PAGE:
Banyu Biru is a road movie on how to rediscover love. Banyu (Tora Sudiro), a young supermarket customer service rep, is absorbed in his daily routine when a strange incident inspires him to... See full summary »
Young teenagers Rasus and Srintil fall in loved amidst living in poverty in their small, poor village of Dukuh Paruk in 1960s. Srintil is blessed with her dancing moves said to have certain... See full summary »
Finally! Artistically and technically satisfying Indo-cinema.
I feel compelled to write a review, my first one in any shape or form, after having watched this surprising movie. Surprising, in a sense that I was looking for something with a bit more of a polish and satisfaction from an Indonesian (my country of origin) movie. After purchasing VCDs of `Bintang jatuh', `Jelangkung', `Ada apa dengan cinta' and being disappointed to mildly entertained, I was glad to have left this little gem till last. First off, I am film buff and an avid DVD collector. I need to watch movies, undisturbed, on a big widescreen TV, with full surround sound using the best video quality presentation available (with all my purchases, I scour the internet for which country and which edition offers the best possible quality). This movie came on a bog standard VCD where the end of the first disc showed far too many technical flaws and glitches. However, that has not ruined my enjoyment of the film. and that speaks volumes.
There wasn't a part where I stopped caring for the characters or wondered about the life they lead. The viewer is not fed everything (thank GOD). Dialogue is kept almost to a minimum. The movie communicates much of the characters' intentions through the physical acting, which was done convincingly. The interpretation is left to the audience, but motivations are fairly easy to read. The story is simple, but the movie takes its time and tells it wonderfully. The long but beautiful shots of the barren landscapes are never out of place, giving the viewer time to think about and absorb what happened previously. Pacing is good, except for the slightly long opening title scenes. The move did seem a little slow at first, but I just had to get used to pace.
Dian Sastro delivers a quite mature performance (when compared to her other movies). Still, I find it a little controversial for her to have gained a best actress award. She ranged from irritating at times to convincing, but thankfully, more of the latter. She handled the transition from her innocence at the start to her realisations of the real world and her needs towards the latter parts quite well and delivers some moving performances. I couldn't fault the other performers, and their interactions with eachother and this where the movie truly works well. There is not just ONE actor or actress who would carry the movie and the casting was superbly done. Christine Hakim as Daya's weary, possessive yet caring mother. Slamet Rahardjo as the tragic father. her teacher, her friend, her aunt, the `helper'. they all play their parts well, and their characters are interesting, but together, the chemistry works! Even if giving the admittedly attractive Sastro the role seemed a little out of place at first, that aspect of hers does become important for her shocking, yet slightly predictable circumstance towards the end.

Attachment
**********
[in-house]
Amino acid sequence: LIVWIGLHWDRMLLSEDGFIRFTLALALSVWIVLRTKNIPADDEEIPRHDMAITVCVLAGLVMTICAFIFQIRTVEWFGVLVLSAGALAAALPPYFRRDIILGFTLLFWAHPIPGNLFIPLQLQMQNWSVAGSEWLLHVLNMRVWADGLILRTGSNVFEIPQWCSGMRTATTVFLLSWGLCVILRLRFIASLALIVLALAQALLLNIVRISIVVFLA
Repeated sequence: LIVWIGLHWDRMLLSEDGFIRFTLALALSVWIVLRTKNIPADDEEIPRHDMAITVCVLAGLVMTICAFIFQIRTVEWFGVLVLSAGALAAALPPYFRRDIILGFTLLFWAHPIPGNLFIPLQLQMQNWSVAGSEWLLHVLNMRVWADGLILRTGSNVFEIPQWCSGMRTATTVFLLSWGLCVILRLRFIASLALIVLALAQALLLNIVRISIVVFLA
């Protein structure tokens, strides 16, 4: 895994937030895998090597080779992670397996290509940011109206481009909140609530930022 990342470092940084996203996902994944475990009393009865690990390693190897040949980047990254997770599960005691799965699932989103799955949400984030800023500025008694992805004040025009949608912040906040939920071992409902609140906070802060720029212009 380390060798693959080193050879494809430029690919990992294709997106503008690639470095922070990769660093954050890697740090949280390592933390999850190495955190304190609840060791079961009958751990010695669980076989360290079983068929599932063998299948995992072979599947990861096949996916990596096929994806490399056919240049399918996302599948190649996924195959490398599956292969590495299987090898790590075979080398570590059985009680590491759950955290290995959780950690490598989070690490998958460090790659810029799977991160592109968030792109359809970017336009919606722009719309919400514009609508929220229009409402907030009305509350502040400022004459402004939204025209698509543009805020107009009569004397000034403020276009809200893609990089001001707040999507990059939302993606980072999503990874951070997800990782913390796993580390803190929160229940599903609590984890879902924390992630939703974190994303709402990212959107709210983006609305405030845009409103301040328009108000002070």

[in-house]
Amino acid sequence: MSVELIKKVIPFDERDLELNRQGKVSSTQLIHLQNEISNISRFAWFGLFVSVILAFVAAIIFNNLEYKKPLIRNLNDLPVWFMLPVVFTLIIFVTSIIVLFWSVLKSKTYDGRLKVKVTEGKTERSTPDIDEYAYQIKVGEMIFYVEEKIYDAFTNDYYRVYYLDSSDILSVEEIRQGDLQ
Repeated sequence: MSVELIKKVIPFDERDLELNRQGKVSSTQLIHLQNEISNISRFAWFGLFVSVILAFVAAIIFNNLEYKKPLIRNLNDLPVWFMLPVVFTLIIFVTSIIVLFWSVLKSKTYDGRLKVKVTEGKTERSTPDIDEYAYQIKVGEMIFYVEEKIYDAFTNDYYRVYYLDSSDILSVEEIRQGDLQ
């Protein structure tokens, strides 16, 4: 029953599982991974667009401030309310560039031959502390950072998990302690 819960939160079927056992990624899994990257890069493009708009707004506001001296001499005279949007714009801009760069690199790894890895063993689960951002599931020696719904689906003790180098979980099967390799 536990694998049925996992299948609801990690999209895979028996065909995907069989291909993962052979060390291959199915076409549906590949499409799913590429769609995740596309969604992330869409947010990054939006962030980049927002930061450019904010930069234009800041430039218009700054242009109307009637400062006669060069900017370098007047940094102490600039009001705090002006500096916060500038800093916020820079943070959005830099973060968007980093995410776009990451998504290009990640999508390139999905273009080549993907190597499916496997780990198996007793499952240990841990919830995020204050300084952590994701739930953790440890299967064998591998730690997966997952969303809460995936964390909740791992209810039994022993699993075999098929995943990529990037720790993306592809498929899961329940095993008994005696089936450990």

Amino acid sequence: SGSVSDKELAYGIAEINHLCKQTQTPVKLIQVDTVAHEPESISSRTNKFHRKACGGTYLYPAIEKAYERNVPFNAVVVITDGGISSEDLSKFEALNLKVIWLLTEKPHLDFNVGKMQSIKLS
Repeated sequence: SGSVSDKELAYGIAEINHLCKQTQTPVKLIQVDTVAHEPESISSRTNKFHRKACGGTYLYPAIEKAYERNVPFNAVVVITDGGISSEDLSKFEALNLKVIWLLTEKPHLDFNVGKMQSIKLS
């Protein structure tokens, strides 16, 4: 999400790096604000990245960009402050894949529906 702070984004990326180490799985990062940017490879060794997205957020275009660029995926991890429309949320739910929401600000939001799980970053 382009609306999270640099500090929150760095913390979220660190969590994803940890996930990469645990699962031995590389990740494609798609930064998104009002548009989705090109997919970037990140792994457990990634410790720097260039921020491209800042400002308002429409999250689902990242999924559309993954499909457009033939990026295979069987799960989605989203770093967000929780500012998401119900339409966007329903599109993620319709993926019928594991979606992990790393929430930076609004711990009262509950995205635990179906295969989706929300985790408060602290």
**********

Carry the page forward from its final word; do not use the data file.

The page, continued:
My experience with Indonesian movies only extends as far as the ones mentioned above, and they would naturally set the benchmark for Pasir Berbisik. I would say though, that this movie holds up well against movies from more `movie mature' countries. Stories of tragedy and hardship (e.g. Grave of the Fireflies) are powerful in that they always seem to trigger a stronger emotional response from the audience, and the feeling lingers on as the credits roll. Pasir Berbisik is no exception. For me, it was compelling, moving and shocking in parts. The movie seemed to have been set in a different period, but objects from everyday Indonesian live turned up here and there, taking me back to the dreadful truth.
In terms of technical achievement, it overshadows the previous movies (The many quiet moments also let me enjoy some of the beautiful cinematography). Quite possibly, the collaboration with NHK was a big factor, but it is something I welcomed and look forward to in future movies. Music also lets down so many movies. Thankfully, Thoersi Argeswara's compositions are subtle and low key, but moving and suitable enough to lends the movie immersive ness. I would like to go on about this, but I think I've taken up too much space already.
This is a wonderful achievement by the director, crew and artists. For me it was, to put it simply, totally satisfying. I eagerly await a comprehensive DVD release, which this film so richly deserves (maybe one will come out in Japan?). On a final note, I don't agree with IMDB's recommendation for `Ada apa dengan cinta?'. Other than having the same actress and coming from the same country and maybe some subtle similarities in that parts focus on family sociology (if you stretch your imagination), they are miles apart in terms of quality (IMHO).
0 of 1 people found this review helpful.
Was this review helpful to you?